It can stink, taste bad, be palatable, or glorious!

Maha Bali, PhD – Reflecting Allowed | Maha Bali’s blog about higher ed, ed tech & academic research

It would be easy to think that Open Education is mainly about licensing and quality of resources. “What Creative Commons license should I use?” “Where can I find good quality reusable teaching resources?” And even simply “What does everyone mean by ‘Open’?”.

That’s partly the fault of the Open Education movement. Not only do we get hung up on the (actually very important) minutiae, but we also accept a wide breadth of definitions regarding what ‘open’ actually means. To the point that ‘open’ has sometimes become a brand that doesn’t mean anything at all.

On March 8 (at 5:00am from Cairo!), as part of Open Education Week at UTS, Maha Bali helped us remember that openness is a kind of attitude, a kind of posture – one of generosity and vulnerability, community and support. Open Education Practices bring benefit to many places, while also not belonging in every place. 

Generosity and vulnerability: scattering rose petals

Openness is a lot about giving without strings attached (generosity) while also conveying your needs (vulnerability). There are so many deep ways to interpret this but one more simple understanding could be applied to licensing. When you create a piece of work you want to share, use the most generous license you can (perhaps CC BY) which allows for the 5Rs and at the same time ask people reusing content to attribute the original author.

Further, this approach to openness means we can’t expect immediate reciprocation and are also not obliged to immediately reciprocate. What is this about? Well, when you create something as an open resource and share it with others, you might not see the fruit of that straight away. There is a bit of serendipity involved. This can be hard for us modern beings who’ve been conditioned for instant gratification. But we still try. 

Maha called this “a scattering of rose petals” in the sense that each piece of open scholarship you do gets wafted on the breeze like a rose petal and it’s up to others to gather those petals together to see the complete flower.

People then bring them together and create their own rose, maybe sometimes, but then you get to see the impact of it over time, so it’s not in one session or in one artefact.

Intentionally equitable hospitality

Maha’s facilitation style embodies a spirit of joy and openness. She is the consummate online facilitator: welcoming everyone by name regardless of when they joined the event, using multiple modes to elicit responses from the audience, responding with interest and engaging the audience to express their feelings with questions like “what nourishes you lately?”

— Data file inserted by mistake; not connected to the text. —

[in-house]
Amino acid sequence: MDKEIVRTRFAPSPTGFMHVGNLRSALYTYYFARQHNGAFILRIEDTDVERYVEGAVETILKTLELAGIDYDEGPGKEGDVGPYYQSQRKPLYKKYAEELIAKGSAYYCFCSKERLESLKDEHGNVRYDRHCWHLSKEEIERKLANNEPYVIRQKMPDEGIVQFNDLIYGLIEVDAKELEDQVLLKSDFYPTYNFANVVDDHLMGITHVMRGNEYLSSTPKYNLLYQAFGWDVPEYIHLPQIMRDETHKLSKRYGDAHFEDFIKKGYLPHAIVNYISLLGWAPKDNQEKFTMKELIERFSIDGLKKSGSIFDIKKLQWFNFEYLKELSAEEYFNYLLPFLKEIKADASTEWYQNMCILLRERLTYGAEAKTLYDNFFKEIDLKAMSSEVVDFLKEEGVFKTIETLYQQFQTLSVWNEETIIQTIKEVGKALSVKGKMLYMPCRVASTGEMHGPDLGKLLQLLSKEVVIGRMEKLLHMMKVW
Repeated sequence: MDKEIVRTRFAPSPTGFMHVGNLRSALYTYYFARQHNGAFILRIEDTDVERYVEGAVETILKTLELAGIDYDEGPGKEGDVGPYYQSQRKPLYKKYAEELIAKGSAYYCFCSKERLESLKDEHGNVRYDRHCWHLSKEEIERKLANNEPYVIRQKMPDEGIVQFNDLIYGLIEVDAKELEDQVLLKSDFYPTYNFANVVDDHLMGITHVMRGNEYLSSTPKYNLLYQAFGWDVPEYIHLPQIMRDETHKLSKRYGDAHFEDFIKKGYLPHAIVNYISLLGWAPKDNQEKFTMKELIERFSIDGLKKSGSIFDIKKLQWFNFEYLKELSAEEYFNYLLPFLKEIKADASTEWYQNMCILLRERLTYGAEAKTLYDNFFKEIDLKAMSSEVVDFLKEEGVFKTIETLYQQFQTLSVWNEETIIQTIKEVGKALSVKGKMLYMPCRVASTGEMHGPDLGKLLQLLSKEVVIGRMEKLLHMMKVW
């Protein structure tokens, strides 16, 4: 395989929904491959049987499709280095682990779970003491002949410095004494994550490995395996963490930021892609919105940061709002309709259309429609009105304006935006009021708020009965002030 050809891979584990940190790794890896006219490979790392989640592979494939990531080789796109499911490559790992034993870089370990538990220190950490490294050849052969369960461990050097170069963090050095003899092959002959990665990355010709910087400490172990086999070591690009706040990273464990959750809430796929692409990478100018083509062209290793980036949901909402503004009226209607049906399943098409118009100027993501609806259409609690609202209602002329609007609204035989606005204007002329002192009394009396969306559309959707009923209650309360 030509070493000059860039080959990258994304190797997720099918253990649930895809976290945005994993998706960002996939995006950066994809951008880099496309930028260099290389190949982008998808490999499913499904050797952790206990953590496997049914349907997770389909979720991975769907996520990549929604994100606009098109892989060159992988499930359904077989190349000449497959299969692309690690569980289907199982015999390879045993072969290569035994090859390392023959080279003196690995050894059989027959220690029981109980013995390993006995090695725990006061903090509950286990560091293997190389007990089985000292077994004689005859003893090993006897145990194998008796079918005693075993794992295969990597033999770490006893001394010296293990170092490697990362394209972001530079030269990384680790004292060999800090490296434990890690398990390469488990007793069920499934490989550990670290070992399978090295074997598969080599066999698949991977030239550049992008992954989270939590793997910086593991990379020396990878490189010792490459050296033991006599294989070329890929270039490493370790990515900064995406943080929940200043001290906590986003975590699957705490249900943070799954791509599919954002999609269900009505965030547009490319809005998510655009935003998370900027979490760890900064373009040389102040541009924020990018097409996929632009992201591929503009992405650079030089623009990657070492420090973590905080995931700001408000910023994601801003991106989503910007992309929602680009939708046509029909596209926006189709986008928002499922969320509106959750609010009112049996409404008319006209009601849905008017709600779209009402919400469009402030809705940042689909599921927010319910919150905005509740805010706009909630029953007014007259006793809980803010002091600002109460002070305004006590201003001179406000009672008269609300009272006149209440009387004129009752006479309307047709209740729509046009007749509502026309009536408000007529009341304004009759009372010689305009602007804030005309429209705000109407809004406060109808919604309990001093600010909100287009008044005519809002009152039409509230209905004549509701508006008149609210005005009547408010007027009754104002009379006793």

So it’s not surprising she has been instrumental in developing an approach to facilitation, teaching and design called Intentionally Equitable Hospitality (IEH). IEH occurs over 4 phases intended to identify how power, oppression and marginalization play out in our classes and workshops. Maha Bali also has a short video explaining the concept.

Towards openness that promotes social justice

There’s more to social justice than giving things to people for free… it’s not just about equitable representation or tokenistic representation, but it’s about parity of participation.

Maha, in collaboration with Mia Zamora and Autumn Caines, has set up Equity Unbound, an open source of community-building activities for online classes. It reflects a practice of social justice that addresses economic, cultural and political injustice with contributions from across the world.

Share your view

We were then invited as an audience to place three Open practices across three scales/spectrums in Mentimeter. Tell us where you think the practices fall using these 3 scales:

  • Scale 1 – content-centric to process-centric
  • Scale 2 – teacher-centric to learner-centric
  • Scale 3 – pedagogical to social justice

See the results of this activity.

The bigger picture

Maha concluded by reminding us to challenge the view of the inherent ‘goodness’ or usefulness of open practices especially in the context of social justice. Since for Openness to be just, it would need be entangled with social justice and applied to your purpose, your process, the people you work with and your products. 

There was so much more packed into the 45 minutes we had with her, so I encourage you to view the slides and/or the recording for the full experience:

Read more of Maha Bali’s recent open work

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